After letting both books sink in for a while, a similarity between the two works really started to make sense. Both works are set in real-world places and real-world times with real-world problems, Exit West is set in what seems to be civil-war ridden Syria and Beloved is set in the brutal time period of American slavery. However, they both have one element that distracts from the real world and adds a deeper level of meaning, making the story truly powerful.
The magical doors in Hamid’s novel and the reborn baby in Beloved serve add much more to the story than just a bit of spice and fantasy. Beloved serves as a metaphorical representation of the collective memory of slavery, coming back long after its abolition to haunt its victims and their loved ones, and the doors play with the idea of an immigration crisis to combat the idea of restricted immigration laws.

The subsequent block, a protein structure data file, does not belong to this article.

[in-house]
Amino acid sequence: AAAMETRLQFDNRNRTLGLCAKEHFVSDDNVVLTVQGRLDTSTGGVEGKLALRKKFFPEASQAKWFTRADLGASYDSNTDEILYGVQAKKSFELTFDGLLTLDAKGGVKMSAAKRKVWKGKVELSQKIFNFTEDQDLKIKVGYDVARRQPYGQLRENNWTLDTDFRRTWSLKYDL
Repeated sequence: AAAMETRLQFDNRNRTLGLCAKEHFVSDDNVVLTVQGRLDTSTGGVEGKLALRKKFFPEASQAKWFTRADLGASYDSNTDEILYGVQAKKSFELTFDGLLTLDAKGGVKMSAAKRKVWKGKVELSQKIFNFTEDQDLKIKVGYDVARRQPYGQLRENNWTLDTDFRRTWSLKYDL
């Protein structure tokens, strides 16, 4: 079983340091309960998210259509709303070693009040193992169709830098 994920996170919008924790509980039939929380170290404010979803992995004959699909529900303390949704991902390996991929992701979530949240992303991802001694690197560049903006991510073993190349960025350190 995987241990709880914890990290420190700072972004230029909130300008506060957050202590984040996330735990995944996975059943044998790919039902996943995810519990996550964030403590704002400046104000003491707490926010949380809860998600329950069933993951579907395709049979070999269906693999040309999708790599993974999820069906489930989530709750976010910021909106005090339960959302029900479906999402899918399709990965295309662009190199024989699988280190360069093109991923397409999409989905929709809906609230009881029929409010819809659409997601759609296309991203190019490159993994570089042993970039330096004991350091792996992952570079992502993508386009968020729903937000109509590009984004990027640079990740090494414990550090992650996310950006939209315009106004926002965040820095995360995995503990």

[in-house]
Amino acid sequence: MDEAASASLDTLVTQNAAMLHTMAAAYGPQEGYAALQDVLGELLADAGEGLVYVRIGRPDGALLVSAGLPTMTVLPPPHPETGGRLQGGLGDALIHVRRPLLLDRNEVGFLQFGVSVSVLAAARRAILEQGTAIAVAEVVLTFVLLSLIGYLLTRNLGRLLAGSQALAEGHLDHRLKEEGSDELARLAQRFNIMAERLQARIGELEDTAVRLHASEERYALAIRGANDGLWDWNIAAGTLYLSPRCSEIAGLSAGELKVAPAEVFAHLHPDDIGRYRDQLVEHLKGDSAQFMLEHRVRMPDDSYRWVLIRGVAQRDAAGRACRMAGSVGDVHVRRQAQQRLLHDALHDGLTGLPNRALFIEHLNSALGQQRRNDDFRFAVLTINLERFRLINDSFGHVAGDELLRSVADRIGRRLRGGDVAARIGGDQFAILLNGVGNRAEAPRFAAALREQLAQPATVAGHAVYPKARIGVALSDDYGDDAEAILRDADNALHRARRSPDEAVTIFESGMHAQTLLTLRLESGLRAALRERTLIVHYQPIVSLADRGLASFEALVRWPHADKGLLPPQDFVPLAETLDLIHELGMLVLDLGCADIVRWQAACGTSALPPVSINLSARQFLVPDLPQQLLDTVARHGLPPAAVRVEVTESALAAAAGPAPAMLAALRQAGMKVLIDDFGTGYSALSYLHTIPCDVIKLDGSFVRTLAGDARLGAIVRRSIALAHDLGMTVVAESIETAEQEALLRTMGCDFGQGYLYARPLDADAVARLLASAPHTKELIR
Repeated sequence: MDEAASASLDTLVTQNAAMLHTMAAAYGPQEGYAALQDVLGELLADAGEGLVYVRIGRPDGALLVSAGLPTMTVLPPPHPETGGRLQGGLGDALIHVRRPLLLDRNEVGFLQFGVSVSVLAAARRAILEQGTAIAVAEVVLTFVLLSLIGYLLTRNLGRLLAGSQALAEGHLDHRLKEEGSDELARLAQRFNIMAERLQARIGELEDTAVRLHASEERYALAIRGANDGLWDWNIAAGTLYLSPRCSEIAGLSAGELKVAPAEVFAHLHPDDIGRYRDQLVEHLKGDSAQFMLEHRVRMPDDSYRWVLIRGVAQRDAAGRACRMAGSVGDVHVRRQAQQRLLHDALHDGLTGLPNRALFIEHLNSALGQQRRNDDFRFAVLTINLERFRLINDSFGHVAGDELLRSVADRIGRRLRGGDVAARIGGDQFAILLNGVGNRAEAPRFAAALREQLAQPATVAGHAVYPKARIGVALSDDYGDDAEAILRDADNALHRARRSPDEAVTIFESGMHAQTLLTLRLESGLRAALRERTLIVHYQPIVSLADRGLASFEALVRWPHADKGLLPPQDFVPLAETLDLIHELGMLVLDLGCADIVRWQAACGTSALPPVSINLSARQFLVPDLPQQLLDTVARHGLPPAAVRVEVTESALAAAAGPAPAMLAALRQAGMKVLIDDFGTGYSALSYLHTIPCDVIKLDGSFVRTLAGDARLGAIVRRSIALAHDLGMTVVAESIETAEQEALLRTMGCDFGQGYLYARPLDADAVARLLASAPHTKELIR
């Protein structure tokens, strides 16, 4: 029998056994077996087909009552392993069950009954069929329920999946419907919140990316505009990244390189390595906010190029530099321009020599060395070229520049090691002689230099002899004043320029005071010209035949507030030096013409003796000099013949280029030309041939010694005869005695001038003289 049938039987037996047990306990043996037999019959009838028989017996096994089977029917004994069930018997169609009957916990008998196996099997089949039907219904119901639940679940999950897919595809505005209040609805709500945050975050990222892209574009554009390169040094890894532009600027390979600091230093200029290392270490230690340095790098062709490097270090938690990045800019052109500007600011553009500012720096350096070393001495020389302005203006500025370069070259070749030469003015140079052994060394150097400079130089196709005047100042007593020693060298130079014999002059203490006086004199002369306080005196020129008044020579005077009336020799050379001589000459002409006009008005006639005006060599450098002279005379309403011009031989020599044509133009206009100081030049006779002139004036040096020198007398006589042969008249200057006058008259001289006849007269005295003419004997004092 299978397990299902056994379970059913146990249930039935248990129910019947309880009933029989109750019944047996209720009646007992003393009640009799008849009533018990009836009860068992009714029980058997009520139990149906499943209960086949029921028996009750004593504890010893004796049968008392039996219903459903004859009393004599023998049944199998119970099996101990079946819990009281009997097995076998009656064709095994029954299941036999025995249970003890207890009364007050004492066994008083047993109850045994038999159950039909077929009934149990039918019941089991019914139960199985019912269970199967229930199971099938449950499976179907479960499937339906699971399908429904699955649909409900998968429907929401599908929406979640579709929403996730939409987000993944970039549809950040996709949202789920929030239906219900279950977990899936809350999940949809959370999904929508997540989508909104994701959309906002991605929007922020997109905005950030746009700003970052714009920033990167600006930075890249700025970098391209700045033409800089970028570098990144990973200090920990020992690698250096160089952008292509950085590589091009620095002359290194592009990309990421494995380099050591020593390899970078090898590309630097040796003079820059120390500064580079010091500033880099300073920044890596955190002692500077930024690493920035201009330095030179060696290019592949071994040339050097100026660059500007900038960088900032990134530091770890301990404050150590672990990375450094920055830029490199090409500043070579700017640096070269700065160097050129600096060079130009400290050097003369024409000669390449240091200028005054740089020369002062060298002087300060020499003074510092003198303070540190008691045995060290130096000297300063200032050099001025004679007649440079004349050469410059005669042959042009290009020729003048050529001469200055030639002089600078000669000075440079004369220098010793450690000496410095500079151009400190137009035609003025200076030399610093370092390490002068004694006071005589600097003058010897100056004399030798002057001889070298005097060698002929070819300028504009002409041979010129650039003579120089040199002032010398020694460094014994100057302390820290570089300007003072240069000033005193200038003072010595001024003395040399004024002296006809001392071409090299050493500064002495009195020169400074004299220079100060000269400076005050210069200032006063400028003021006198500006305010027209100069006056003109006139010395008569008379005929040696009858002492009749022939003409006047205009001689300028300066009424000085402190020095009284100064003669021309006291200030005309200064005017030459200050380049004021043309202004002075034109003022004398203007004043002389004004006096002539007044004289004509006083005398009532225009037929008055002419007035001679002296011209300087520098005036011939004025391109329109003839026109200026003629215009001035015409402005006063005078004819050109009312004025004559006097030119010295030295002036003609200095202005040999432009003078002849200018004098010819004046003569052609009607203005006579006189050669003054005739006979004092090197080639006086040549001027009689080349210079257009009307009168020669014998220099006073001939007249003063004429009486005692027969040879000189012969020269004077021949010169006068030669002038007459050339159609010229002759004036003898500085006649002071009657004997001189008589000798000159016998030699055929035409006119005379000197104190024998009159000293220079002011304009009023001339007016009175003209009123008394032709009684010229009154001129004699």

I thought it was very interesting to see how effective placing an out-of-the-ordinary element in a very serious book could be in creating advanced statement about the real world and how it makes the book a work of art and not just a fun page-turner.